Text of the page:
Yeah. I always try to show angles you wouldn't be able to see in the theater. And that involves some restaging. For Ghost in the Machine, I wanted to film a minute and a half of uninterrupted choreography. We had a steady cam weaving through the dancers, but we didn't want the dancers to be visible as we were moving, so we had the whole cast running with us behind the camera.
Have you worked with any modern dancers?
I did a film with the Martha Graham dancers. I loved them. I was so impressed by how vulnerable and exposed they could be in a second.
How important is musicality to your approach?
It's very much informed by my training at the School of American Ballet. Especially in the editing; you want to use the editing in a way that feels musical and interprets the music as it's meant to be interpreted. It has a lot to do with rhythm. Even when you're editing in silence, you feel an internal rhythm.
How big is your team?
I don't do anything without at least 5 people. There's a director—me, most of the time. A director of photography, an assistant camera operator, usually a steady cam operator, and a producer.
What are some of your non-dance projects?
I'm working right now in live entertainment doing things for Broadway. And I'm doing something for Humana Health Insurance. I love the idea of figuring out how to make this insurance spot look beautiful, and they can afford to make it look beautiful!
What do you see as the relationship between the films that you make and the works that are the subjects of your films?
For some people, this is the closest they'll get to these dances. If you're in a flyover state and don't have the money to go to one of these metropolitan areas, I would love to offer an experience that feels directly informed by what you might see at Lincoln Center. That is always going to be a unique experience, but the stage for that kind of art is larger now and there are different ways to experience it.
Why do you think you turned to film?
I saw how beautiful things looked on film and I felt I that it would allow me to keep something for myself in a way I couldn't when I was dancing. I wanted to have something concrete and tangible to hold onto.
It can be hard to focus when Alice Sheppard dances.
Her recent sold-out run of DESCENT at New York Live Arts, for instance, offered a constellation of stimulation. Onstage was a large architectural ramp with an assortment of peaks and planes. There was an intricate lighting and projection design. There was a musical score that unfolded like an epic poem. There was a live score too: the sounds of Sheppard and fellow dancer Laurel Lawson's bodies interacting with the surfaces beneath them.
And there were wheelchairs. But if you think the wheelchairs are the center of this work, you're missing something vital about what Sheppard creates.
So far, the fervor to create diversity in ballet has primarily focused on dancers. Less attention has been paid to the work that they'll encounter once they arrive.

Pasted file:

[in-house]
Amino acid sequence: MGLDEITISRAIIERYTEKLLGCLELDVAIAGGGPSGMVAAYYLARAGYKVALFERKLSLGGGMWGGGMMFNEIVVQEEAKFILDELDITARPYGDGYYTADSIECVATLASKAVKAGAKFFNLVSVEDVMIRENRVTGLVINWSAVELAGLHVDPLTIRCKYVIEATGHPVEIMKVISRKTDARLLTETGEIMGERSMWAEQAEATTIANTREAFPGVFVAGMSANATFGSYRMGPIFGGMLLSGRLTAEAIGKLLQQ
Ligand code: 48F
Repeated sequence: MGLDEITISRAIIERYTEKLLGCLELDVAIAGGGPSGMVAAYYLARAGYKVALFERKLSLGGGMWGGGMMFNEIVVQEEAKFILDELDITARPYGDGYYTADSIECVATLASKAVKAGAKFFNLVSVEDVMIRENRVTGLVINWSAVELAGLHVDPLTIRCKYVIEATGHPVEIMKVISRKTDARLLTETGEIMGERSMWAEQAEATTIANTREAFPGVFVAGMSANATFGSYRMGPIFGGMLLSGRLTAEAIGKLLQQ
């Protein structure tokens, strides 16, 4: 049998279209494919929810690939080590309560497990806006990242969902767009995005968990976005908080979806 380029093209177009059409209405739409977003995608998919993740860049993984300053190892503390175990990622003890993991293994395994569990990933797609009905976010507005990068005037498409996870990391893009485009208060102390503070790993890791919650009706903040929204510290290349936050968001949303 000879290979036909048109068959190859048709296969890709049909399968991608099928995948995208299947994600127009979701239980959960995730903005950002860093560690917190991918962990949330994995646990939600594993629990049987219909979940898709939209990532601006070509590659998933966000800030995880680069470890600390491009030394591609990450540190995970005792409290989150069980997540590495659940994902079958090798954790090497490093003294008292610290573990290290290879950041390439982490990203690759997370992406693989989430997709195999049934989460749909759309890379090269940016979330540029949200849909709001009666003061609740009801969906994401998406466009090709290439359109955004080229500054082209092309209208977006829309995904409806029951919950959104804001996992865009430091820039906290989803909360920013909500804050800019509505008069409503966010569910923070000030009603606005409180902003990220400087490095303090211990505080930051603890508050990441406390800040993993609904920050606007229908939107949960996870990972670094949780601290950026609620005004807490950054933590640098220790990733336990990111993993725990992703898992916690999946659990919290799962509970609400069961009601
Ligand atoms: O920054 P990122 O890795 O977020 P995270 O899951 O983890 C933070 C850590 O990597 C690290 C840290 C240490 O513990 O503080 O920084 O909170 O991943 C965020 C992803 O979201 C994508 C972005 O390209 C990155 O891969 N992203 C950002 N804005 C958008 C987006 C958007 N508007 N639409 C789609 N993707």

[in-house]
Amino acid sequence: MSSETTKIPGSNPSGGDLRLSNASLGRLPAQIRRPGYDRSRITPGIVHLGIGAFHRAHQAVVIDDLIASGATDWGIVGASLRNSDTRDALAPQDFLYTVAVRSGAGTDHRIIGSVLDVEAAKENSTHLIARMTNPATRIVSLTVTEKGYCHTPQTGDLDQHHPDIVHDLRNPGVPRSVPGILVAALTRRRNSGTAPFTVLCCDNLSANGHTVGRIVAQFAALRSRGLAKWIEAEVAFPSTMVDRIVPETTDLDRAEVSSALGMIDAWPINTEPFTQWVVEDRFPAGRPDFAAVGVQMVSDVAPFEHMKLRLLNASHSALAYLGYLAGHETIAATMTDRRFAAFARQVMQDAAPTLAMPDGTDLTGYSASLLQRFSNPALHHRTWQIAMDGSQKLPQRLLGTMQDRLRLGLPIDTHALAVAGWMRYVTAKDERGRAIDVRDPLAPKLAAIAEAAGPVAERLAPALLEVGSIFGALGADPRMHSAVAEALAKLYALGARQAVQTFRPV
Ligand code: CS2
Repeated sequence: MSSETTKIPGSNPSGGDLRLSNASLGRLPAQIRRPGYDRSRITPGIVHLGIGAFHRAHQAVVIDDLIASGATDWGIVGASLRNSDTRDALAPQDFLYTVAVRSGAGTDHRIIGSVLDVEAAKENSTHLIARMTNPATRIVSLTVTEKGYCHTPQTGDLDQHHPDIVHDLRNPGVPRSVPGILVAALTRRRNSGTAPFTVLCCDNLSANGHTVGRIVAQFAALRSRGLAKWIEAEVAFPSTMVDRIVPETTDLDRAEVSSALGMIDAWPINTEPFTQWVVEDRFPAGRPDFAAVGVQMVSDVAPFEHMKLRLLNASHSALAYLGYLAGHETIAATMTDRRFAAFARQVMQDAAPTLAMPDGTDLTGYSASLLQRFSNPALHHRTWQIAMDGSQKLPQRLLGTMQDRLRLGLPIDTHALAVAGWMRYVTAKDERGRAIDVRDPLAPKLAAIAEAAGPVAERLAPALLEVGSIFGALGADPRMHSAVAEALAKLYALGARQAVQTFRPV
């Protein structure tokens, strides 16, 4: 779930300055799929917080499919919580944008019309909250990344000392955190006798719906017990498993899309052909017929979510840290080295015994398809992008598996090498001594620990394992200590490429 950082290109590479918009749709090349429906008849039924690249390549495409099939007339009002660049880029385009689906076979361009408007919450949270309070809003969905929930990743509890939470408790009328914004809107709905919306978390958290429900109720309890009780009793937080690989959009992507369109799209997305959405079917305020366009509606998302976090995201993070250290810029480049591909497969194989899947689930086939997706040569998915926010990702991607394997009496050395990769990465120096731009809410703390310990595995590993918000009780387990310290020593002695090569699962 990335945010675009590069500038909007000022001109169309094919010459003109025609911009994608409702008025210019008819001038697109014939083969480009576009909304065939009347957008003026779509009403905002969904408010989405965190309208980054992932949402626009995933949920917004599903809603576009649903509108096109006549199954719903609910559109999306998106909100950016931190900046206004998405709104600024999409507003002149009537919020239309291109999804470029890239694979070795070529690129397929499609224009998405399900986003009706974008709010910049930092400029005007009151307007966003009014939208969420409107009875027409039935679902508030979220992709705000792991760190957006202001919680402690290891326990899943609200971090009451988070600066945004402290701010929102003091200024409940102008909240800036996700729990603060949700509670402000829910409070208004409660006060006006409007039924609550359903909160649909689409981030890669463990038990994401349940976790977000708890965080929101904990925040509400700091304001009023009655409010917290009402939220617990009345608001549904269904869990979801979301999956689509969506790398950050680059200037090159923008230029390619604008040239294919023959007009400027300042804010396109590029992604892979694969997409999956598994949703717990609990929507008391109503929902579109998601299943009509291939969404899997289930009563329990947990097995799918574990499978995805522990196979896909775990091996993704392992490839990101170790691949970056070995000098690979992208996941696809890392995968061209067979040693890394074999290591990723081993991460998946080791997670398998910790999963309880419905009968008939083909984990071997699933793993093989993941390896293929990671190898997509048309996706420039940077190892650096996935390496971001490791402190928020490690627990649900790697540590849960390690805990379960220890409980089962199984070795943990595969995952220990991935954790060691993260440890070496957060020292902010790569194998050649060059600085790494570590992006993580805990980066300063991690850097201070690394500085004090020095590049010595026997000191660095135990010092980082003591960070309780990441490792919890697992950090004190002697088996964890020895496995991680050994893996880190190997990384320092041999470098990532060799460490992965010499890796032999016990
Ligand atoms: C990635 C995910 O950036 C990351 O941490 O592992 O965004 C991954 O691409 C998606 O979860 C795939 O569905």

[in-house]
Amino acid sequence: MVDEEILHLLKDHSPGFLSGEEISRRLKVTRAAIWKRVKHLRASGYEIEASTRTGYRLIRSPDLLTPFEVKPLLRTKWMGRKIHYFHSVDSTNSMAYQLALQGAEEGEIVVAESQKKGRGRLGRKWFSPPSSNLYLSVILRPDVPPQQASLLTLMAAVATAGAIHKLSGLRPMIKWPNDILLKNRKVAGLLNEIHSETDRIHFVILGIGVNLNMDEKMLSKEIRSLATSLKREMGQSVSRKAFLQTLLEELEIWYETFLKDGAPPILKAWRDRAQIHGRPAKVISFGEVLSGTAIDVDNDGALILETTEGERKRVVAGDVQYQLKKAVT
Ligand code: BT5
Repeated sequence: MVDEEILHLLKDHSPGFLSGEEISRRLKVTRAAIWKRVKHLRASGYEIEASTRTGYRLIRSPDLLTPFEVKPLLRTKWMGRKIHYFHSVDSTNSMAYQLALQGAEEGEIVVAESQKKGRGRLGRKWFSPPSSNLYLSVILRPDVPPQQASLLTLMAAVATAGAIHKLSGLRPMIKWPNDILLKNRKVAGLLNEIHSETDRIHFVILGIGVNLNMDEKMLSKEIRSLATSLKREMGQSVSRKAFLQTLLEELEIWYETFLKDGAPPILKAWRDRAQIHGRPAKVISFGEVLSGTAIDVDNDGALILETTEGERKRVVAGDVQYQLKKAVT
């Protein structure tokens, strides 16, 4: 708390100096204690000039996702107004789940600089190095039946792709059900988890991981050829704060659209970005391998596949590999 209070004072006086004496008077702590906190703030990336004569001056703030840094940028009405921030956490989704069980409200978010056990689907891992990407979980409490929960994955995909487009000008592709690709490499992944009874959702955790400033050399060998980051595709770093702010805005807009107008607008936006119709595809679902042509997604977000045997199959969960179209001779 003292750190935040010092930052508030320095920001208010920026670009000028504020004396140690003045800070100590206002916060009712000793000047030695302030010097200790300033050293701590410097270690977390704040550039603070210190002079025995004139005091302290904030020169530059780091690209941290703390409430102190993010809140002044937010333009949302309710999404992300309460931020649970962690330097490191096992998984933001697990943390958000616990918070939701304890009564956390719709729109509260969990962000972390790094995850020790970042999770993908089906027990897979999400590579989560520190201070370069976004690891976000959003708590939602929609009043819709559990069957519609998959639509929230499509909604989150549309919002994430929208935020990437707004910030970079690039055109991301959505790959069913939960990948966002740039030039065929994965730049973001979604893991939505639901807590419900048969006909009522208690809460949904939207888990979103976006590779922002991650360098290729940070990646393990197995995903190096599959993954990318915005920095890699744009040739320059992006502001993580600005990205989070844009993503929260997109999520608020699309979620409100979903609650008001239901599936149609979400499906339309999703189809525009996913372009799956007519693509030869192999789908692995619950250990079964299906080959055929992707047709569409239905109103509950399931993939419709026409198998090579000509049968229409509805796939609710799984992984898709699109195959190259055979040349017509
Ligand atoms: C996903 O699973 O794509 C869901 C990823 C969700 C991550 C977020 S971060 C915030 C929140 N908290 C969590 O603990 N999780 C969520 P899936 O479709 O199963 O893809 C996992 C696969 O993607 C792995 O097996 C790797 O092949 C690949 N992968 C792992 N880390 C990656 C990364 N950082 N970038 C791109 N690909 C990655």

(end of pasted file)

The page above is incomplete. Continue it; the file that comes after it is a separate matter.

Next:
Yet the cultivation of ballet choreographers of color (specifically black choreographers) through traditional pathways of choreographic training grounds remains virtually impossible. No matter how you slice it, we end up at the basic issues that plague the pipeline to the stage: access and privilege.
"I'm sorry, but I just can't possibly give you the amount of money you're asking for."
My heart sinks at my director's final response to my salary proposal. She insists it's not me or my work, there is just no money in the budget. My disappointment grows when handed the calendar for Grand Rapids Ballet's next season with five fewer weeks of work.
"It just...always looks better in my head."
While that might not be something any of us would want to hear from a choreographer, it's a brilliant introduction to "Off Kilter" and the odd, insecure character at its center, Milton Frank. The ballet mockumentary (think "The Office" or "Parks and Recreation," but with pointe shoes) follows Frank (dancer-turned-filmmaker Alejandro Alvarez Cadilla) as he comes back to the studio to try his hand at choreographing for the first time since a plagiarism scandal derailed his fledgling career back in the '90s.
We've been pretty excited about the series for a while, and now the wait is finally over. The first episode of the show, "The Denial," went live earlier today, and it's every bit as awkward, hilarious and relatable as we hoped.
Christopher Wheeldon is going to be giving Michael Jackson some new moves: The Royal Ballet artistic associate is bringing the King of Pop to Broadway.
The unlikely pairing was announced today by Jackson's estate. Wheeldon will serve as both director and choreographer for the new musical inspired by Michael Jackson's life, which is aiming for a 2020 Broadway opening. This will be Wheeldon's second time directing and choreographing, following 2015's Tony Award-winning An American in Paris.
Wheeldon is a surprising choice, to say the least. There are many top choreographers who worked with Jackson directly, like Wade Robson and Brian Friedman, who could have been tapped for the project. Or the production could have even hired someone who actually choreographed on Jackson when he was alive, like Buddha Stretch.